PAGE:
If this is a case of confusion about definition of terms, then lets take a look at those: When I think about family where dogs are included, I mean my human family and my dogs, cats, horses....whatever....we're family, my human house, my human couches, my piano, my car. We all live together in this man made enviornment with man made rules and social structure. We do make consessions for our dogs' ways but we expect them to make more changes in their behavior to suit our ways. And they're very, very good at it. They've had 30,000 years of practice. If you take a wild animal with no domestication in it's genes and try to incorporate it into your family, I think you'll find quite a difference there in how smoothly things run.

    Of course, dogs have to learn to adapt as puppies too. They need guidance to learn. But they have a talent for this because it's in their genes from domestication. We need to be something like an alpha to them, just as we have to be to our human children. Someone, naturally has to be in charge. No one said they didn't. But we cannot emulate a wolf's behavior closely enough because we are not wolves. So, right there the communciation stops. Anyone who thinks they can mimick a wolf specifically is kidding themselves but not fooling their dogs. Yes, we are in charge and we bend over backward to make them understand what we want and we even throw in some half attempts at doggie language to help them. But I think they're much better at learning new languages than we are. They've gone from wild to domestic in a relatively short evolutionary time frame. We have not made such great changes.

    A wolf pack has only wolves in it. A wild dog pack has only those dogs in it. A herd of horses has only horses in it. A pride of lions has only lions in it. These "packs" (we can call them all packs, can't we for all intents and purposes?) are consisted of the same species. There are no human beings in them. There are no other animal species included in them. They make their own social structure and they hunt for their food. No human being brings them food or expects them to adapt to their ways.
     
  10. Doberluv

    Doberluv Active Member

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    OK...that looks like word salad, doesn't it. Well, I'll put it this way: A pack is sort of like a family, but not exactly. We are sort of like an alpha wolf, but not because we're human. Our dogs interact differently with each other than they do with us. My dogs have a social structure between them. They have another kind social structure between them and me. They have between them a pack. They have between them and me more of a family. I do not act like a wolf. They know I'm not a wolf. I am in charge, make rules and they know where they stand in the family. My Chihuahua is the most submissive (probably because of her size) to me. I tower over her. She, however is appearing to be quite in charge of the other dogs in lots of areas, not all, when they're interacting between themselves and when I'm not involved.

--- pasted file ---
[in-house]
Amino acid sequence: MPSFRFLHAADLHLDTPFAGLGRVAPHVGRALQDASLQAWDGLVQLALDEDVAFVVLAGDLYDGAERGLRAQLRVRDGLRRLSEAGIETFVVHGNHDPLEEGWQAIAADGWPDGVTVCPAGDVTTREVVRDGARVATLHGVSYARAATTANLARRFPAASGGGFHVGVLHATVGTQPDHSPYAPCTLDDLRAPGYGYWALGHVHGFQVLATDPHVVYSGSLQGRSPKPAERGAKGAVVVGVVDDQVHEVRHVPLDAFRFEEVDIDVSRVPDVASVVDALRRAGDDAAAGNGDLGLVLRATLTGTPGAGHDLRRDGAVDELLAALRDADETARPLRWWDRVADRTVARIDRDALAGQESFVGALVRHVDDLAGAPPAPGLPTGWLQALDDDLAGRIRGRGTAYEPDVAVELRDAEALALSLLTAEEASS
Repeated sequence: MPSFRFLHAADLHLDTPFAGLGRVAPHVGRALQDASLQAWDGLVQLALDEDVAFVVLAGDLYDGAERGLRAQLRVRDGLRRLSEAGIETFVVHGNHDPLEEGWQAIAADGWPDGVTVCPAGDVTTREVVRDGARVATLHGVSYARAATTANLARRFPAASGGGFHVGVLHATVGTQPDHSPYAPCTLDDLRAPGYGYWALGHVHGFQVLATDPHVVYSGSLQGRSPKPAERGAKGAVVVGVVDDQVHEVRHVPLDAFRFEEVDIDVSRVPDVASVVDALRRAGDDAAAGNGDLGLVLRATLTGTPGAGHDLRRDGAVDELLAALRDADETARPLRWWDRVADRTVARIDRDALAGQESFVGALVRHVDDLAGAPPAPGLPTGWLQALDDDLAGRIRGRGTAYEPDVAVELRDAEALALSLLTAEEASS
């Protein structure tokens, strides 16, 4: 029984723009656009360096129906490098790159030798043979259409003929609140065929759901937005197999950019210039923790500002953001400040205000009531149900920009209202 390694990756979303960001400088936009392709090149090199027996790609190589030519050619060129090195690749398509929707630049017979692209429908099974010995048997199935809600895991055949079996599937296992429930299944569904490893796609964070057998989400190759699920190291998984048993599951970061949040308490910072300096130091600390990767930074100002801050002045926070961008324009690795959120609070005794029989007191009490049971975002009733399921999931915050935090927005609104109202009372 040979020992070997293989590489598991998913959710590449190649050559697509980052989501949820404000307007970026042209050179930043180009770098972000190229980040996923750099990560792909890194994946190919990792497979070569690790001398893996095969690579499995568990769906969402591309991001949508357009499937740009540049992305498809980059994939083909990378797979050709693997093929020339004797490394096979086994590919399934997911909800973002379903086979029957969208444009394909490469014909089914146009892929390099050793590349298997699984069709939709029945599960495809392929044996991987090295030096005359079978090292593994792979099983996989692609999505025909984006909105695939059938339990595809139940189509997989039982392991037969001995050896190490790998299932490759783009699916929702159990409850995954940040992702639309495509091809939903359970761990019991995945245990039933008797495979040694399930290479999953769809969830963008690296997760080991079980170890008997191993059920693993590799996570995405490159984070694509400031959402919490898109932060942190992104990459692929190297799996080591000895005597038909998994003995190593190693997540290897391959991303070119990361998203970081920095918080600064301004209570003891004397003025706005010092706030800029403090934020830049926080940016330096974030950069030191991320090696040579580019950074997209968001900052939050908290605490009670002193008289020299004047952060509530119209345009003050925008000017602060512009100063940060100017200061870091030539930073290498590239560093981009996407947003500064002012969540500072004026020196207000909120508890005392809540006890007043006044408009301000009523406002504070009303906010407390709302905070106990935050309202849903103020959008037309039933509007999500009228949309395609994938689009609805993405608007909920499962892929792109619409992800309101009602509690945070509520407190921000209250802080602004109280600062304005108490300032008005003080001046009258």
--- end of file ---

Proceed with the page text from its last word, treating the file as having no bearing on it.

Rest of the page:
There are two different entities going on here. That's why I see it as sort of a pack within a pack and definitely NOT one pack.
     
  11. Athe

    Athe New Member

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    I never really took any advise from any one who referred to the owner as being Alpha ;) I have owned many dogs, a dog is more like a child. You establish rules in the household so the dog knows what his/her limits are. This is not establishing Alpha status it is only merely showing the dog what the rules of the home are. I have used NIFIL policy with fearful dogs with great success, aggressive dogs, terrorizing maniac dogs etc. Dogs need rules to follow and to be happy. In the wild, dogs would never have the rules in place that a human would :D

    As for wolf packs, after doing reading on wolves etc. they act much differently in a conservation wolf park opposed to living in the wild. In a park where they have to live with other wolves not in their immediate family they have to have rules and some wolves can be more dominant. In the wild, wolves have a family pack consisting of a mating pair (a wolf biologist discussed this just recently - can't think of his name off the top of my head) this biologist is not using the term Alpha any longer. It is now the mating pair and offspring. Wolves do not often run in the wild with unrelated wolves. The offspring are of course not allowed to breed with the parents, this takes care of inbreeding and why it doesn't happen in the wild. ;) When the pups get old enough usually 2 years of age, they leave the parents and find their own mate and start their own family. Some times in some areas, some wolves do not form packs, and in some areas depending on the size of the prey; coyotes which are normally not pack animals will form a pack to take down large prey. It's interesting as well to find that some DNA studies show that many wolves have been descended from coyotes, and some wolves have actually descended from domestic dogs. Interesting.